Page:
posted by sfenders at 6:07 AM on May 13, 2015 [7 favorites]


Not quite an Apple boat but there is this.
posted by octothorpe at 6:16 AM on May 13, 2015 [2 favorites]


The problem is that no one else makes nice things anymore. Even the nicest thinkpad now is kind of a hunk of junk. Dell precisions have been slowly sliding in to overpriced plastic junk, hp can't make anything that doesn't fall apart and isn't head-up-ass engineered even when it's the nicest elitebooks.

Exactly. When your competing on price with everyone else, who is also competing on price, the only way to win is to try to deliver the most for least. Something's got to give, and there's exactly two things that can give. One is quality. Two is profit. This is also why those who live by the Enterprise die, because the last thing the Enterprise market is willing to do is let you make money. Charge enough to make a profit, they dump you and go to the the next guy, who undercut you by $3 a box. Why? Because when you're buying 10K boxes, $3 is $30K, and that's enough of a savings to get noticed by your boss. And if you can talk him to taking $20 off? That's $200K, and you are getting a bonus!

Apple decided in 2000 to not play a game they were losing. They would play a different game. They might lose, but they were definitely losing at the "lets just build a computer" game they were playing in the 1990s. They would build better things, they would sell them at a profit. They would stop promising things -- they would announce them when they were done, and otherwise, not a word would be said. Steve Jobs famously emailed the entire company with the Do Not Leak Ever policy, and then fired every single person who promptly leaked the Do Not Leak Ever email to get the point across. *

Why? Because every time you promise a product, if it doesn't happen or doesn't deliver exactly what you said it would when you announced it, you've failed -- or at least, the market says you've failed. When you come out of nowhere with a product, then *you* can tell the story. The market has to react to you. This means you're setting the story.

Look at what happened with the switch to Intel. The market could well have spun this as a massive fail for Apple if they'd announced it well before it happened (go find my comment where I predicted massive doom for Apple for the switch. See just how wrong I was!) Instead, they got ahead of the story -- Motorola/IBM couldn't deliver the mobile processors they needed to make the MacBooks they wanted to make, Intel could, therefore, they were making the switch to make better notebooks. Simple as that.

When the iPhone was announced, the phone manufactures immediately went "You have no idea what you need to do to build a cell phone." But they only had days to beat on that drum, not months, and it rapidly became clear that, well, yes, Apple had an idea how to build cell phones, the problem was that Nokia, et. al., had no idea how to build smartphones.

So, now, the Watch? What the heck is it? Don't know yet. It may fail -- we don't know yet. But the original iPhone didn't have apps, didn't have 3G, didn't have cut-and-paste, and we really didn't understand when it came out that it was going to change the world and lay waste to two of the most prominent companies in the world at the time.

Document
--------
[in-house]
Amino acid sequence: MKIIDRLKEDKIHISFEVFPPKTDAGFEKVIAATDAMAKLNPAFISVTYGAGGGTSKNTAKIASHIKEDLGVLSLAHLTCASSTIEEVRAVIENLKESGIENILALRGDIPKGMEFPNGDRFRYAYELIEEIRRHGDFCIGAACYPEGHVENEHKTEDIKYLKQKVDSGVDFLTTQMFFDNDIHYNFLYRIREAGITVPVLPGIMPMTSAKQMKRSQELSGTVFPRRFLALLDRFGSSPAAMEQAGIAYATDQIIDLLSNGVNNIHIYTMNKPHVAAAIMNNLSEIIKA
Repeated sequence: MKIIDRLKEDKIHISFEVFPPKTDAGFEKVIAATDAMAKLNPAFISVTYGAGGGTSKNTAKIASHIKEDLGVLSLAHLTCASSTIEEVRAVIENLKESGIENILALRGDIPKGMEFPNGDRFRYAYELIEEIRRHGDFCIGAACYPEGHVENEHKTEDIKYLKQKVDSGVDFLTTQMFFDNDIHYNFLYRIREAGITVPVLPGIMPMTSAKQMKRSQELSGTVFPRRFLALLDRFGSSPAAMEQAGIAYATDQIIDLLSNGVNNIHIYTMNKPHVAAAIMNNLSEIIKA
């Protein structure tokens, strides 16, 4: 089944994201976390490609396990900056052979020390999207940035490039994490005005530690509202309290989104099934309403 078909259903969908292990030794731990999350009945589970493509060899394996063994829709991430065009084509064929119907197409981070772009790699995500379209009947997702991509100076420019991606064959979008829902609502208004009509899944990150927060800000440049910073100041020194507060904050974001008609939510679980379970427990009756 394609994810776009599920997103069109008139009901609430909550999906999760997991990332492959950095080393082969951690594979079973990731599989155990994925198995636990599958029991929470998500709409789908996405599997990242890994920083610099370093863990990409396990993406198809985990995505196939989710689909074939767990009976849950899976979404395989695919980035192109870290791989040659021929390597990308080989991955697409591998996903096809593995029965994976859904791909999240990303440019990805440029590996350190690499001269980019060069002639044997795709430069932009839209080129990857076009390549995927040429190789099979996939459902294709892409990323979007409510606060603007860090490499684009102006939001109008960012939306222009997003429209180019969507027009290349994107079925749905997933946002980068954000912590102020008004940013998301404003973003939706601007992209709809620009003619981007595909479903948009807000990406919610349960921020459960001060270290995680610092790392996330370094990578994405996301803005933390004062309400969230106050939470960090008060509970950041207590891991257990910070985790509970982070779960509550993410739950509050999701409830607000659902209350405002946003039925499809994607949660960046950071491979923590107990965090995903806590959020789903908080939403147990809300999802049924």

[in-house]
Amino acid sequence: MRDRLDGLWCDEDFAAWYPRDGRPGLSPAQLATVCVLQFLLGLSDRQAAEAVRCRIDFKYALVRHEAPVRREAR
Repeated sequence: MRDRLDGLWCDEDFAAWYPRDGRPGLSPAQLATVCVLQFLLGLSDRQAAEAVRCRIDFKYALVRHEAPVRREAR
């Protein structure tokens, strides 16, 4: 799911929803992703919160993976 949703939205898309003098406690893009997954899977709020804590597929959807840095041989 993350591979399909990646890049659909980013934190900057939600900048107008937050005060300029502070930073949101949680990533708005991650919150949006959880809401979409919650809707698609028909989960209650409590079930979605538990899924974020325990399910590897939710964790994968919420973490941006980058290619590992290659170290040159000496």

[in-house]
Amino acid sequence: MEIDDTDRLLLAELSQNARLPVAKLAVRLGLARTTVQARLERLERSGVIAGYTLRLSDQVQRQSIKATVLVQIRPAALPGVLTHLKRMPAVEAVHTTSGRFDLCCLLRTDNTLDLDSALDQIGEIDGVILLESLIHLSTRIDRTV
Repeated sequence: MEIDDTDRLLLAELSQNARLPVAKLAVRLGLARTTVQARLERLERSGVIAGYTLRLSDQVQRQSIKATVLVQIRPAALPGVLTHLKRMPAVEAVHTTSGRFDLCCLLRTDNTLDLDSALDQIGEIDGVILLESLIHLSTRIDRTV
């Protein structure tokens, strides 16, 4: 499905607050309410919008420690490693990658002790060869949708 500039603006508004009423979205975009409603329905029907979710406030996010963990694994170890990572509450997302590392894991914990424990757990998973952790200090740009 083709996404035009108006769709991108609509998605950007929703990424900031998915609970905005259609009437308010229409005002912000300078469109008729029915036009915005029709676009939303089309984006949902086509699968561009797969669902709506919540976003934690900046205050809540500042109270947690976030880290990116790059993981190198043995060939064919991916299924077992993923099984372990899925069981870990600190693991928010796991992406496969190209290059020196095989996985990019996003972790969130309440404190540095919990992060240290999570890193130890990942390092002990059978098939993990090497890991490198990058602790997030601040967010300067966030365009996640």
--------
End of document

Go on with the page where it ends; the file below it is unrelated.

Seriously, in 2007, did you really think RIM and Nokia would go down that fast?

So, it's fun to beat on Apple, and yet, they make money. Hand over fist. Maybe, just maybe, they're doing something right and other companies should look at what they are doing.


* This was also a famous stupid test. They forwarded this email from their Apple accounts through the Apple mail servers and wondered how they were caught. Well, it's like this....it's called a mail log. We did this complex thing called "grep."
posted by eriko at 6:20 AM on May 13, 2015 [15 favorites]


The wheel will turn the boat the opposite direction you'd expect if you're used to non-Apple steering, but enthusiasts will insist it's more "intuitive" that way.

You have obviously never been on a boat when someone used to tiller steering takes a wheel.
posted by eriko at 6:21 AM on May 13, 2015 [4 favorites]


I've switched back and forth from tiller to wheel, many times. Making the two experiences more consistent does not seem to me like a good reason to make the wheel work backwards.
posted by sfenders at 6:42 AM on May 13, 2015 [1 favorite]




But actually, you'll have to replace it after 10,000 miles, because it's not compatible with the latest version of iGas.

Wouldn't that be Android Car? Because last time I checked iOS 8 is available on an iPhone 4S circa 2011 and an iPad 2 of a slightly older vintage. Try getting an OS update from an Android vendor for your four year old Android phone. I think the only phone that even comes close is Google with Lollipop on the Nexus 4.
posted by Talez at 7:50 AM on May 13, 2015 [2 favorites]


> Just throw the car away away and get a new one!

So I hear this comment all the time -- How is apple different than any other company when it comes to consumer electronics in this regard? The whole idea of "upgradeability" in laptops is largely a myth anyways, with the sole exception of the soldered in drives and ram (which other manufacturers are starting to follow)